Using the IE8 X-UA Compatibility Meta Tag Properly

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Internet Explorer 8 is out, with a couple of rendering modes, that will take time to handle. As you know, IE8 renders pages in standards compliance mode by default, and the X-UA compatibility tag has been a good idea of Microsoft, as it gives a chance to developers who have not optimized their websites for IE8 to put things to work with less effort.

Did you try it already? If it is something new to you, it works like that:

1. Add the following meta-tag in the head section of your webpage above any linked files (i.e, above <link>…</link> and <script>…</script> tags)

<meta http-equiv="X-UA-Compatible" content="IE=7" />

If the tag is below link or script tags, the fix will not work.

2. Reload the page, and the meta tag will force IE8 to use the rendering engine of IE7, and your webpages will look as they did before, until you find a solution for the issues you have noticed when IE8 was released.

If your pages behave as expected under IE8 then you should use the IE8 meta tag.  This will ensure that your code will continue to run properly after the next browser upgrade:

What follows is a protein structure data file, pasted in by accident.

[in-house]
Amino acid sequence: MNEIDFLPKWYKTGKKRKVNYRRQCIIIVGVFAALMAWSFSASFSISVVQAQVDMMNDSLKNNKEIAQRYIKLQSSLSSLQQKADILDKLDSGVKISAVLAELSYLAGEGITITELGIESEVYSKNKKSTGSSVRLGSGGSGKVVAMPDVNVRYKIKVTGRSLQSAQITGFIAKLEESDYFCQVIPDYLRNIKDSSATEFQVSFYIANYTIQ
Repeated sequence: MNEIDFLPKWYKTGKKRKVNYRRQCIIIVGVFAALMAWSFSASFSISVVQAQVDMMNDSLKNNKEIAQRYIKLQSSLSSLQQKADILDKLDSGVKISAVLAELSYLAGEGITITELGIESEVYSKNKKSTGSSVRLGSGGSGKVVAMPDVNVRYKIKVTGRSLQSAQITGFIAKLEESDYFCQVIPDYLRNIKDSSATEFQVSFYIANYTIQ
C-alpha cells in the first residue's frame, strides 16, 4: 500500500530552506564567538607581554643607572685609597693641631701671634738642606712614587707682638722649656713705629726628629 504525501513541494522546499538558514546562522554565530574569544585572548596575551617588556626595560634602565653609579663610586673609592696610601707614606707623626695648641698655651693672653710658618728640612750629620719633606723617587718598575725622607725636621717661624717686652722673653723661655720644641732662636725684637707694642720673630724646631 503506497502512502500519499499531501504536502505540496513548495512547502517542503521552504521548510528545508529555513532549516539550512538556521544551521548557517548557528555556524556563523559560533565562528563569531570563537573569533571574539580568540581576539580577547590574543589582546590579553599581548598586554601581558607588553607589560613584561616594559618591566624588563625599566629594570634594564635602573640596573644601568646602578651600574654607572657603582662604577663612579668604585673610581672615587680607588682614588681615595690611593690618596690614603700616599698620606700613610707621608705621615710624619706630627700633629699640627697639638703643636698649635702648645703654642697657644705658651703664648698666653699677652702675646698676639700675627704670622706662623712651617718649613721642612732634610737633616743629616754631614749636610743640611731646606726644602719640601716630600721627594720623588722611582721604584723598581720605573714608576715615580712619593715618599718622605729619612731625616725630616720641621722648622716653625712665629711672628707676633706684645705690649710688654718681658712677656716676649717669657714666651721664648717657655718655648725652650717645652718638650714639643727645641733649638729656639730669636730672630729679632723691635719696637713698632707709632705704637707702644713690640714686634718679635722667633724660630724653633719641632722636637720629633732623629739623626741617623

<meta http-equiv="X-UA-Compatible" content="IE=8" />

In summary, the compatibility UA-X meta tag is a good and legal trick to be comfort with your visitors.

Do not hesitate using it.

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14 comments

  1. Thanks for mentioning that the tag only works if placed before link or script tags. This was driving me crazy!

    IE8 may claim that it is being more “standards compliant”, but Firefox and Safari had no problem with my HTML. IE8 rendered it inconsistently, with different results each time I refreshed! IE7 mode is bad enough, but at least its determinant!

    MS has no idea how to make a good browser. I wish they would stop trying.

  2. Thanks so much, I just used it on a website for a store called pickled clothing to fix a problem with nextgen gallery.

  3. If you are having any issues, try placing this tag directly below the tag. I have found multiple instances where not having it as the first element in the head will void this out. Especially in Sharepoint pages, where lots of additional tags/data is generated and stored in the head.

  4. Martin – I was wondering if you could help me. I am using the MistyLook theme (hosted by WP – i did not dwload WP – i don’t have nearly the tech capabilities for that). I have been using a widget to change the background wallpaper and tweaking the CSS with fonts and things and I love it.

    The problem is, people using IE8 seem not to be able to see my text on my body page, because to them, it is transparent, instead of white. I am on Firefox/Mozilla, so I have no problems at all. Obviously, I would like everybody to be able to read my blog with no problems as well. I wrote to the theme developer, but he said it was a WP problem, but perhaps it’s not?

    I wonder if there’s an easy fix for this within the CSS. I’m at my wit’s end. I am just a beginner at this code stuff. Here is my blog: http://www.eviltwit.wordpress.com

    Can you help me?

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